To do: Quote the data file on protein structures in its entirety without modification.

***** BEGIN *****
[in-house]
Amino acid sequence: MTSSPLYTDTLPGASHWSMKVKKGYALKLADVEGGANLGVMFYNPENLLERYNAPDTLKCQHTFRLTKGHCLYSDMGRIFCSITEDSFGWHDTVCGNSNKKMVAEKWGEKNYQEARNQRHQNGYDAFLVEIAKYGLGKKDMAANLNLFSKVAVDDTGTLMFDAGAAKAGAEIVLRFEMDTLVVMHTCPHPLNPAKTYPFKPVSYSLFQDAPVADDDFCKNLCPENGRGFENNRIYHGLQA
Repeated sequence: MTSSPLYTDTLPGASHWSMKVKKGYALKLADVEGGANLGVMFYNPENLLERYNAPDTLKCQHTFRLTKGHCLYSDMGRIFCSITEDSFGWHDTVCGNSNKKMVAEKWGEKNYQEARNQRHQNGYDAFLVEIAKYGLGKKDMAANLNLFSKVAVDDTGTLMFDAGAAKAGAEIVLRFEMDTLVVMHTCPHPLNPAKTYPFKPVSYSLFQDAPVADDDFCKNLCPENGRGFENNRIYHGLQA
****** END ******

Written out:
[in-house]
Amino acid sequence: MTSSPLYTDTLPGASHWSMKVKKGYALKLADVEGGANLGVMFYNPENLLERYNAPDTLKCQHTFRLTKGHCLYSDMGRIFCSITEDSFGWHDTVCGNSNKKMVAEKWGEKNYQEARNQRHQNGYDAFLVEIAKYGLGKKDMAANLNLFSKVAVDDTGTLMFDAGAAKAGAEIVLRFEMDTLVVMHTCPHPLNPAKTYPFKPVSYSLFQDAPVADDDFCKNLCPENGRGFENNRIYHGLQA
Repeated sequence: MTSSPLYTDTLPGASHWSMKVKKGYALKLADVEGGANLGVMFYNPENLLERYNAPDTLKCQHTFRLTKGHCLYSDMGRIFCSITEDSFGWHDTVCGNSNKKMVAEKWGEKNYQEARNQRHQNGYDAFLVEIAKYGLGKKDMAANLNLFSKVAVDDTGTLMFDAGAAKAGAEIVLRFEMDTLVVMHTCPHPLNPAKTYPFKPVSYSLFQDAPVADDDFCKNLCPENGRGFENNRIYHGLQA